Gender imbalance in disarmament diplomacy persists, according to a UN Institute for Disarmament Research study. Women made up just 32% of attendees in disarmament-related meetings during the previous four decades. When it comes to specialists from the government, the ratio drops to 20%. The UN General Assembly’s First Committee, which deals with disarmament and international security, had the lowest percentage of women present, at 34%. Furthermore, just one of the 72 meetings was headed by a woman. The Third Committee that deals with social, humanitarian and cultural issues have the highest number of women. Thus we can deduce that gender has been stereotyped. It was more difficult to discern typecasting within the various realms of disarmament. It has been identified by other researchers that fields such as nuclear posture and deterrence policy to be more male-dominated and not welcoming when compared to the arms control and non-proliferation area that are more welcoming to including women.
The lack of gender equality may be shown in weapons control by looking at the number of women in senior roles. In terms of the number of representations, it is clear that men lead delegations. Even though the gap between women and men is decreasing, it can’t be seen reflected in the number of delegations that are led by women.
The Effectiveness and Implications of Gender Balance in Disarmament Negotiations
Even though there is a great deal of effort being put into achieving a gender balance that is numerical at negotiation tables, it is important not to note that only the presence of women does not innately mean it brings a positive result or greater results. When women are not allowed to make decisions, for example if women do not hold any leading/decision-making positions or a position that can influence it. Numerical representations barely make any difference. This also does not mean that just having one woman in an influential position is better than a gender-balanced table.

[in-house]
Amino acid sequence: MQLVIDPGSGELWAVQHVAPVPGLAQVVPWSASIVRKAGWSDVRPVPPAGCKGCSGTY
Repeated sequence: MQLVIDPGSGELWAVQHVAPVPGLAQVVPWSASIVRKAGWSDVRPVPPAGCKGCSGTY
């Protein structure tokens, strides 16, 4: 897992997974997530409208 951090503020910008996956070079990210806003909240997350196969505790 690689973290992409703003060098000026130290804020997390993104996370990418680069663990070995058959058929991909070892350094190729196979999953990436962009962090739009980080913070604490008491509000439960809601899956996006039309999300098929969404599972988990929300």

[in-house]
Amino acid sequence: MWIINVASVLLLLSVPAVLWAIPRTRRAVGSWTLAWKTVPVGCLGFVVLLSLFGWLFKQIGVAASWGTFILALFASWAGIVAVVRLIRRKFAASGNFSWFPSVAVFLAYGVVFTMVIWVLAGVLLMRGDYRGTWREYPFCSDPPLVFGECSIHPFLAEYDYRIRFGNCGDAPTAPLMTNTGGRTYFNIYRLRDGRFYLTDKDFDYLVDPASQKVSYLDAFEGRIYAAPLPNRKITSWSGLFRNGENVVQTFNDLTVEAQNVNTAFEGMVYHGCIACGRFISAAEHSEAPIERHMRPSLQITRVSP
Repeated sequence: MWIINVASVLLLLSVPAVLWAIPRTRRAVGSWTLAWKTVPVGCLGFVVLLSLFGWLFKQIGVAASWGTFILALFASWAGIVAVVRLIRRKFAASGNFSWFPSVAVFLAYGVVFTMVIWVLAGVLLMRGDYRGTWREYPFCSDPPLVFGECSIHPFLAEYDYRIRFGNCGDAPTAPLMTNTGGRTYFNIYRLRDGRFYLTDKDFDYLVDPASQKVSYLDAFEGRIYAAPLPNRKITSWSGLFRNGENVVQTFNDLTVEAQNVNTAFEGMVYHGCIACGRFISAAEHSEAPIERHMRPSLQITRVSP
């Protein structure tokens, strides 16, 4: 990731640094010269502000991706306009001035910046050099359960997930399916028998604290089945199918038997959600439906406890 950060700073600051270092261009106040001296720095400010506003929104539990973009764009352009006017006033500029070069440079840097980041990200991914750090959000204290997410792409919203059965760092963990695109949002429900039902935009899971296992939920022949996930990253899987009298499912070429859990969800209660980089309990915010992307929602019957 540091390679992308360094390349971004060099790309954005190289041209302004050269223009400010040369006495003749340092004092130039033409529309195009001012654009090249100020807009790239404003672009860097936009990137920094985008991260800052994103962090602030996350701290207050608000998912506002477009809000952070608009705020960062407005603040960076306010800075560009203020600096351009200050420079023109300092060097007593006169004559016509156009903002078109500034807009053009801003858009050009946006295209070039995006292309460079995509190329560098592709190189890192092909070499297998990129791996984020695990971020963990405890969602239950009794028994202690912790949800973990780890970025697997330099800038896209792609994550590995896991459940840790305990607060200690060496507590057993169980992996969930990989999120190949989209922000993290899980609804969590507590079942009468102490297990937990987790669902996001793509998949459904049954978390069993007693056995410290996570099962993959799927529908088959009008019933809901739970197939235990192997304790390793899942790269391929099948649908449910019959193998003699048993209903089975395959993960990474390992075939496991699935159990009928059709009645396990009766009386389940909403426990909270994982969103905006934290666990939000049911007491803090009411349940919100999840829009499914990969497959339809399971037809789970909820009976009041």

Including women in specific issues and agendas can also lead to the inclusion of provisions that can shape socio-political reform. The gender that is usually excluded from negotiations mostly remains marginalized during post-conflict politics and also is largely absent from peace agreement texts. Women are generally more aware of the gender impacts due to arms and other weapons.
When women are given positions that can influence negotiations, they can overall improve the women’s socio-economic position. If women aren’t active participants in negotiations with a voice that can influence, there will be low chances of provision that aims at gender equality and socio-economic development that are usually part of peace agreements. Therefore, exclusion of women from negotiations will continue to maintain their political marginalization and therefore reduce the chances for political reform.
Because women make up half of the world’s population, they should be as involved in nuclear policy deliberations as they are in any other topic that impacts their lives. On the international level, nuclear disarmament discussions are now dominated by men. Women have distinct life experiences than men, and their capacity for ‘adaptive creativity’ is most likely underappreciated. Involving more women in nuclear policy may result in unique, unanticipated insights and alternatives. Women’s increased participation in nuclear policy may pave the way for new perspectives and avenues for progress. Merely having more women at the negotiating table is not enough; a structural reworking of the entire international system is required to truly account for women’s experiences and make the international system more inclusive for them. The role of women diplomats in nuclear negotiations is significantly increasing but there is still a long way to go. More women need to be given important roles at the leadership level so that they can bring in some influential difference at the negotiation table. Countries also need to make change within them as national interests are projected at the negotiation table.